Reacting to Differences

 

Have you ever caught yourself staring at someone else?

I know what it is like to see someone in church or somewhere else and take notice of a feature that isn’t characteristic of the average person. I tend to assume they have special needs or were involved in some sort of accident. In each instance it’s strange but my mind automatically begins to wander.

  1. Are those burns on his face? Was he a rescuer? Did he start the fire? Was he the victim of a crime?
  2. Awe poor baby. I wish I could take it away so she could be just like the rest of the kids.
  3. He is such a cutie. I wonder what kind of condition he has.

Did I mention that I am still staring as I process these thoughts?  I glance around and notice that others are staring as well. Then the unthinkable happens. I’m discovered.

Do I turn my head and pretend I wasn’t staring? Do I wait until they are no longer looking so I can point them out to someone else and ask their opinion? Or, do I smile at them and wave? Perhaps even go over to greet them during the break.

I can tell you from experience that the latter is the best choice. The only thing worse than discovering that someone is staring at you or your child and them pretending that they weren’t is to find that they are also pointing out the differences to someone else. But, it is understood that curiosity is part of human nature so what are we supposed to do?

Simply don’t hide it. Become uncurious.

Those who are different or are the parents of children who are different are fully aware of it. They know that you are curious. For most, it really is okay that you are inquisitive.  We know that people are interested in things that they are not familiar with. We can remedy that by becoming familiar or becoming educated about it.  Dare I suggest that you walk over and introduce yourself? Bring your children too. The earlier they are exposed to the vast array of differences among people the easier it will be for them to understand and find compassion and friendship.

My son has a form of dwarfism. With his specific type, one of the characteristics is little or no hair. This has led to some stares and of course, a few people thinking he may have a form of cancer. I’m aware of this but I don’t make it a point to explain this to everyone simply for lack of time and energy on my part. However, on many occasions I have been approached by wonderful people who have come up with witty ways to approach me and my son and still quench their curiosity. I’d like to share them with you:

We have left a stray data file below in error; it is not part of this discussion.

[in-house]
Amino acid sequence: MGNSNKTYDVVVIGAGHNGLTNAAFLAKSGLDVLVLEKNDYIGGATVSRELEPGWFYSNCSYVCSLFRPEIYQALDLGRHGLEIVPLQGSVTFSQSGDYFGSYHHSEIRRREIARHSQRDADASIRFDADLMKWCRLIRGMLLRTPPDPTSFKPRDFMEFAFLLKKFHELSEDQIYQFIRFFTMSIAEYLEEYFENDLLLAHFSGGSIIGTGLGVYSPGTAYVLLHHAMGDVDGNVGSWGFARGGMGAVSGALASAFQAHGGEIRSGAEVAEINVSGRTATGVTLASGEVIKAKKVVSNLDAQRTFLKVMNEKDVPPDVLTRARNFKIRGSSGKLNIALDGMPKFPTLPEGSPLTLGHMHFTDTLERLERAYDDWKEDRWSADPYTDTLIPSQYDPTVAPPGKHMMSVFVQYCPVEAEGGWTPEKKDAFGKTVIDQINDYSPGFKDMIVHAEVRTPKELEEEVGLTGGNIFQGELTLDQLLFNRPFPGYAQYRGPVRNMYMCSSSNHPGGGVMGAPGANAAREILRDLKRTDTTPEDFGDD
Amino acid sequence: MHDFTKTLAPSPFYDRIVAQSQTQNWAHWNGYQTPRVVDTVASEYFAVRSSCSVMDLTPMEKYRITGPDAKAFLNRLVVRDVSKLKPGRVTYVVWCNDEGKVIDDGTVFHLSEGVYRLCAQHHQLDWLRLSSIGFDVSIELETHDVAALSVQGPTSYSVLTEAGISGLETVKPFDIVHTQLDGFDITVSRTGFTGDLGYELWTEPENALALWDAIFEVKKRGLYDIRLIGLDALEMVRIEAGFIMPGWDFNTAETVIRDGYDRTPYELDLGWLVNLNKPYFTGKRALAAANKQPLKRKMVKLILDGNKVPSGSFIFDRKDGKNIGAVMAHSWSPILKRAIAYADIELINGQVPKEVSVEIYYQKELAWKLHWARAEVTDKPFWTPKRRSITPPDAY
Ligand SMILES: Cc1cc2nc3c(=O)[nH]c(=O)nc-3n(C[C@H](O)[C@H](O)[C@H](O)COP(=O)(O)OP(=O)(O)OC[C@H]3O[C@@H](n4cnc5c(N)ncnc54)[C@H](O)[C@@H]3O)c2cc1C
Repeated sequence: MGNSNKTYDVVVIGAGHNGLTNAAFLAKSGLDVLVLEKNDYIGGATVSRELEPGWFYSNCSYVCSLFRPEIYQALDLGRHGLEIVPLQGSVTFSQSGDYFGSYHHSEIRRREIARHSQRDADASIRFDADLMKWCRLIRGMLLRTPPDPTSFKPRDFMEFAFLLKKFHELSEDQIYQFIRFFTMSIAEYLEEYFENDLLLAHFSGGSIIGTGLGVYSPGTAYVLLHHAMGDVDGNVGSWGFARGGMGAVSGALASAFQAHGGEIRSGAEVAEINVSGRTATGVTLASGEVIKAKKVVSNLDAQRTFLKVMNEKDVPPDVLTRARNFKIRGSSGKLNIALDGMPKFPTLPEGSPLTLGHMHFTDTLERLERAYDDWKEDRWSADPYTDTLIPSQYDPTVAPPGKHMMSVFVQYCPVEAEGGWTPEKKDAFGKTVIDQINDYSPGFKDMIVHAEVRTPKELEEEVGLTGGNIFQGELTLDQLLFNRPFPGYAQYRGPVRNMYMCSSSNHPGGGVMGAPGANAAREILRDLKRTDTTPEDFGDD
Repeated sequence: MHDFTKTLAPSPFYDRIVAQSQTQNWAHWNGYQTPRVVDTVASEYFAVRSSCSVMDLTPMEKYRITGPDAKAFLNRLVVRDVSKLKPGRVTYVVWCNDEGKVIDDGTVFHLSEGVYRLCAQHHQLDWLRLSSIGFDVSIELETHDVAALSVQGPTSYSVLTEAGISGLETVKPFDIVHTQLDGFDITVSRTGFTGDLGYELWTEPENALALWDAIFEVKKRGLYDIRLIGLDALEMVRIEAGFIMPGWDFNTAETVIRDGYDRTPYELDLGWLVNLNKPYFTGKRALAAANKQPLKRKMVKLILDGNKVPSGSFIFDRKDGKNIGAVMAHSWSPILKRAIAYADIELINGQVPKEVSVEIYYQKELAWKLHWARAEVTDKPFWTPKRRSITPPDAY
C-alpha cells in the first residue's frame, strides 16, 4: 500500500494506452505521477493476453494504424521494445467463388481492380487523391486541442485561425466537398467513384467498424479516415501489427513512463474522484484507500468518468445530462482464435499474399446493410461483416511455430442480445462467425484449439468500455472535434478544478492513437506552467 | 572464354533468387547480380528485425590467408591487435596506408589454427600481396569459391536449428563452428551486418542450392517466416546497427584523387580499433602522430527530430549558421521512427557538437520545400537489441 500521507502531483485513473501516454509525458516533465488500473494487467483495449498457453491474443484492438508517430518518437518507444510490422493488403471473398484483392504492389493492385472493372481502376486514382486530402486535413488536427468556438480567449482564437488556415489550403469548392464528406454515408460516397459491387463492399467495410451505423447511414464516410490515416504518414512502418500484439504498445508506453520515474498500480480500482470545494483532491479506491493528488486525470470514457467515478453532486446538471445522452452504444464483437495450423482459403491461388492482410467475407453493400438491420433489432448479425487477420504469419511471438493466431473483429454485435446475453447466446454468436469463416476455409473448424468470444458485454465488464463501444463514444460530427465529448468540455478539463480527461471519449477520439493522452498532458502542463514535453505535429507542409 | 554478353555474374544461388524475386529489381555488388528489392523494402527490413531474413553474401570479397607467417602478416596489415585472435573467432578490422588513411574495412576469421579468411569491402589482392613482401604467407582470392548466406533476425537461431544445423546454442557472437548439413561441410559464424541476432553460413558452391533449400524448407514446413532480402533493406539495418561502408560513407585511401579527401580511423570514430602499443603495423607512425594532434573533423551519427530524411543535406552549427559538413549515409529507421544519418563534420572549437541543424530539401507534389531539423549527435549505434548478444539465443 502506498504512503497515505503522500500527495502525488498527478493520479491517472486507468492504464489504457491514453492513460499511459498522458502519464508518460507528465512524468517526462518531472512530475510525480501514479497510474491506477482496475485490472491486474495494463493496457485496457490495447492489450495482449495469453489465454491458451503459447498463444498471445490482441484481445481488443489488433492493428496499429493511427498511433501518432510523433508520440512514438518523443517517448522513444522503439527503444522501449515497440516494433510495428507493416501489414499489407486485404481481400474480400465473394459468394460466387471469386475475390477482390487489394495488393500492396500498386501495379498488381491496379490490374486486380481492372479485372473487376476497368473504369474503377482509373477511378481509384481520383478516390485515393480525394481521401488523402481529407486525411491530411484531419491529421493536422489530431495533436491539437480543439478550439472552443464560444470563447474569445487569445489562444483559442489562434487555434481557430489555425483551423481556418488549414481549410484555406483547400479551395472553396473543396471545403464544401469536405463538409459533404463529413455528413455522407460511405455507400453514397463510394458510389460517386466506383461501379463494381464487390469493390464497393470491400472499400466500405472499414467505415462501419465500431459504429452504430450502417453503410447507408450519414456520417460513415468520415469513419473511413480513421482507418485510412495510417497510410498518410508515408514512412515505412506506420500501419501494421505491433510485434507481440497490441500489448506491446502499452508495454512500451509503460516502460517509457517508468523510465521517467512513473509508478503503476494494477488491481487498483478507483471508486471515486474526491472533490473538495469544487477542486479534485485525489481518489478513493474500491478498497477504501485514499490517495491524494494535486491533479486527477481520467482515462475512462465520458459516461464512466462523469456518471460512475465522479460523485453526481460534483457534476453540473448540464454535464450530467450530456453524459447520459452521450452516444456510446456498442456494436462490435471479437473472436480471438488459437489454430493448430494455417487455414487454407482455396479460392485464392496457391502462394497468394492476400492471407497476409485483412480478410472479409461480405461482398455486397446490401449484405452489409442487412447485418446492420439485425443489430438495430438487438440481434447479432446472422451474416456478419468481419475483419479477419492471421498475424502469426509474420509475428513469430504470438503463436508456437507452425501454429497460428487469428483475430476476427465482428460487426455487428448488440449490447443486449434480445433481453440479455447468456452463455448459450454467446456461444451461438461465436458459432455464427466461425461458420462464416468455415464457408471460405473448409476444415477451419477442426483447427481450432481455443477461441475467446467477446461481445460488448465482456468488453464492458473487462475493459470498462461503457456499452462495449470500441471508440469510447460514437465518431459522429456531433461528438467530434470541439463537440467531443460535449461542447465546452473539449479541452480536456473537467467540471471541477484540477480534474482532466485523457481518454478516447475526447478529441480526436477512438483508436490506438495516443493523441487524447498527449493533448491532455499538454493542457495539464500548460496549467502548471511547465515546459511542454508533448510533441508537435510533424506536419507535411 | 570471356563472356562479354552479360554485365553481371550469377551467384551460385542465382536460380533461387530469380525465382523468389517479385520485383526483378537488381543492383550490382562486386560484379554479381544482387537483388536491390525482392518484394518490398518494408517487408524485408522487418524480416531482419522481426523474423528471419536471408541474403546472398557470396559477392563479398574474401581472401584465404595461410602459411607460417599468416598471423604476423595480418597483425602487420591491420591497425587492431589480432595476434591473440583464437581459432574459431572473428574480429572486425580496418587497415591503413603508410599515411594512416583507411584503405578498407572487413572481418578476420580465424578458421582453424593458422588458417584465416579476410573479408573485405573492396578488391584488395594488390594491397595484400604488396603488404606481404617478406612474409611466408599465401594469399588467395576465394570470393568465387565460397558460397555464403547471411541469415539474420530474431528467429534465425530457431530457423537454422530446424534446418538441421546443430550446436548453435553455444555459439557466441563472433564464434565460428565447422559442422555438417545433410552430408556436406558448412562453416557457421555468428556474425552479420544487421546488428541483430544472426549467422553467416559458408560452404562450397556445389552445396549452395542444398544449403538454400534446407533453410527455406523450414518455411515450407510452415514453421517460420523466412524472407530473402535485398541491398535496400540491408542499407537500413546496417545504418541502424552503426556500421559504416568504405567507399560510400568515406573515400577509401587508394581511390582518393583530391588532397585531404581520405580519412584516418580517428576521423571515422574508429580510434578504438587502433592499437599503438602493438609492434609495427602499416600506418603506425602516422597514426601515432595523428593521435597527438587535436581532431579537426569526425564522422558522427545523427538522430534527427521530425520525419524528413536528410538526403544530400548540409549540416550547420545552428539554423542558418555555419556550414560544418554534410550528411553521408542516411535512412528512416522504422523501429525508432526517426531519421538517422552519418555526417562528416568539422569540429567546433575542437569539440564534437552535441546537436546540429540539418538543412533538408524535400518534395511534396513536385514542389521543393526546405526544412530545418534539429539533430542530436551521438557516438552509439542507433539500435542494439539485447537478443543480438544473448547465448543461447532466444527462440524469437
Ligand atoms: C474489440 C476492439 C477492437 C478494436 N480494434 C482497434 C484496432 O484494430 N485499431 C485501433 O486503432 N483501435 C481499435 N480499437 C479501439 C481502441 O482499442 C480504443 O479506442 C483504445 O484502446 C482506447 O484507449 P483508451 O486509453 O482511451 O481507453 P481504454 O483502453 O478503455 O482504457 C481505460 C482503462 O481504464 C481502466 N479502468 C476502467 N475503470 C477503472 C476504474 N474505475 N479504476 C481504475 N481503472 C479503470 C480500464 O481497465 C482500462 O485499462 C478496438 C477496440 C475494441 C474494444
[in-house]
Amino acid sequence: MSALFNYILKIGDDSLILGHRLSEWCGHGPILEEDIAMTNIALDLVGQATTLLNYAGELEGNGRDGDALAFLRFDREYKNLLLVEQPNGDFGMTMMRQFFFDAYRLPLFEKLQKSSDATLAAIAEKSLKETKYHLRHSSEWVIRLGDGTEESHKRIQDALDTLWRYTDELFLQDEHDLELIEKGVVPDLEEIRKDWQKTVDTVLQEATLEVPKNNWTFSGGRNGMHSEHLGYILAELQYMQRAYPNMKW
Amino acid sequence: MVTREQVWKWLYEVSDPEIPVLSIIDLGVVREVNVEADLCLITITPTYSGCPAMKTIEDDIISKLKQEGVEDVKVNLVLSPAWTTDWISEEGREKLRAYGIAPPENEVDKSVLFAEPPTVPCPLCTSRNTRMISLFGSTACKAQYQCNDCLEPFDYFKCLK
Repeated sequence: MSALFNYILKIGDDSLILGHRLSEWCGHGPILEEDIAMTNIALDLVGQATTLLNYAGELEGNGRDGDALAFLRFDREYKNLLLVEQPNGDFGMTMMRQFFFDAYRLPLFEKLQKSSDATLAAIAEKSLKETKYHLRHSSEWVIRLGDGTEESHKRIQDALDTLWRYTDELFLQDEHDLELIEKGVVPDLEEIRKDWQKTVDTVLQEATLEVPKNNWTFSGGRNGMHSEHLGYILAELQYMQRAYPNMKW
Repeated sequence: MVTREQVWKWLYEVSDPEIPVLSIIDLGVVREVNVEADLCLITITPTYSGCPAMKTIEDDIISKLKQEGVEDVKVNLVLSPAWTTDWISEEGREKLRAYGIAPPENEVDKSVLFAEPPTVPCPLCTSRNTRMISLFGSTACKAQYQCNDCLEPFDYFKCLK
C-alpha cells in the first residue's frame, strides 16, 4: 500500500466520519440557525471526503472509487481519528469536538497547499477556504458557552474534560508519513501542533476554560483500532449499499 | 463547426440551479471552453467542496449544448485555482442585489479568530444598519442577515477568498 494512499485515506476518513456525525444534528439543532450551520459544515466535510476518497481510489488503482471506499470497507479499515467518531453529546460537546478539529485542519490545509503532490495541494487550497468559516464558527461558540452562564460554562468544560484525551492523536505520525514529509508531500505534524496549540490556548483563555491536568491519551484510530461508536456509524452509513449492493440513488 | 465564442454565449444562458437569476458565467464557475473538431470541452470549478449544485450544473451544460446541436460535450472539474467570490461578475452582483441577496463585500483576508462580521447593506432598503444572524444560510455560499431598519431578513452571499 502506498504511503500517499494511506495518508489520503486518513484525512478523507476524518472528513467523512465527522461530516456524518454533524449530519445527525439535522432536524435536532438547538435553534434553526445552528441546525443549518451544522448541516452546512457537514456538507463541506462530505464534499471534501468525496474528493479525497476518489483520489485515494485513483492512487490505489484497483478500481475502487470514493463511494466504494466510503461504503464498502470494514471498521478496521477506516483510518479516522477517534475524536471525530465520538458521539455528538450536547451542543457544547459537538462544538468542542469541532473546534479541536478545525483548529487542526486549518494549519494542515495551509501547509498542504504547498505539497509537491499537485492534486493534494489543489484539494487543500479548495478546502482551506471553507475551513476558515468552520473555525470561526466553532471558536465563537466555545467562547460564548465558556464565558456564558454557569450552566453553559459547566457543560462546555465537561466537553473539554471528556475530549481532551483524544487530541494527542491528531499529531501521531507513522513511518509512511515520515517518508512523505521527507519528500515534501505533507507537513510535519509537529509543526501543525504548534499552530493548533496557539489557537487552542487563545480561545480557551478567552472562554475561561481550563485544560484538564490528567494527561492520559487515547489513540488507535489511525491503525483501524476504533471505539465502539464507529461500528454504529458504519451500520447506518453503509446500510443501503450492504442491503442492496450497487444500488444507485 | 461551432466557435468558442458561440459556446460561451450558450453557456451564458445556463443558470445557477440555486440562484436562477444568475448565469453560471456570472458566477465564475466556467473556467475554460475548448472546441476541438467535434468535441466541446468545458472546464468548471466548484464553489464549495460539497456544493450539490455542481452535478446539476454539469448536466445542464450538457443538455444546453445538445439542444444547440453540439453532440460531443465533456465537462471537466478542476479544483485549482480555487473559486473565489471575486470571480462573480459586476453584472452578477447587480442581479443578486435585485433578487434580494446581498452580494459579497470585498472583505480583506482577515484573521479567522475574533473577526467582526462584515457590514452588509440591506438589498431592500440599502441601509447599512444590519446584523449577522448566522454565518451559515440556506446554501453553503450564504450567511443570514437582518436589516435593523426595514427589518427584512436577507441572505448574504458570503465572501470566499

1. I saw you from across the room and I must say you stand out in the crowd. I took that as God’s way of saying that I should get to know you better.
  2. I believe when someone captures my attention the way you have that I should commit to pray for them. Is there anything specific I can ask God for on your behalf?
  3. I apologize for staring. I became smitten and couldn’t stop. Tell me about my new love…
  4. Ma’am. I’m sorry. I know you caught me staring and I shouldn’t have. I was just interested to know what condition your son may have.

Then you will know the truth, and the truth will set you free. –John 8:32

I was in no way offended by any of these people or their words. In fact, it spoke volumes to me about humanity. We were all set free from an uncomfortable situation. I have in turn begun to do similar things when I become curious about someone else. Not once have I ever been shunned or turned away. Most people would prefer to share their story than for someone else to assume and never ask for the truth. I don’t want someone praying for my son’s cancer to be healed if that isn’t what he has. Likewise, I won’t be praying for the burns on that man’s face which actually turned out to be skin grafts because he was wounded by shrapnel in Afghanistan. I also won’t call Carrie a poor baby anymore now that I know how blessed her family feels to have her and just how happy and innocent she truly is. And Alex, he actually has no condition. It turns out he was wearing his cousins leg braces because he wanted to be a robot.

More often than not, I have found that people are interested out of a genuine concern for the other person. That is always welcome. 

©2009, Amy Bayliss

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Married to her best friend and “main squeeze,” Amy Bayliss is a 4th year homeschooling, co-educating mom to three boys who loves to celebrate life to the fullest and she enjoys writing about the pearls of wisdom God delivers to her soul.

Amy is the co-owner of Heart of the Matter Online and Internet Cafe Devotions. You can also visit her at her website: In Pursuit of Proverbs 31 and her personal blog: AmyBayliss.com

6 comments for “Reacting to Differences

  1. March 1, 2009 at 12:40 PM

    Thank you for this insightful article. I often don’t know what to do. I’m curious but I don’t want to be rude. While I’ve never pointed out the person to other, I confess I’m guilty of looking away and pretending I wasn’t looking. Shame on me.

  2. Danette
    March 1, 2009 at 1:16 PM

    I guess I probably ask about what someone has more than the average person, because I’m a nursing major. I am very curious about illnesses and conditions. I’m glad to know that people tend to not mind!

  3. March 1, 2009 at 5:51 PM

    I LOVED this article & this is so true! I myself am curious without the gumption of approaching someone.

    This article gives me the courage (& the words) to come out of my shell! Thanks AMY

  4. March 6, 2009 at 12:25 PM

    I love the idea of approaching with tact. Great article, Amy!

  5. January 10, 2011 at 6:17 PM

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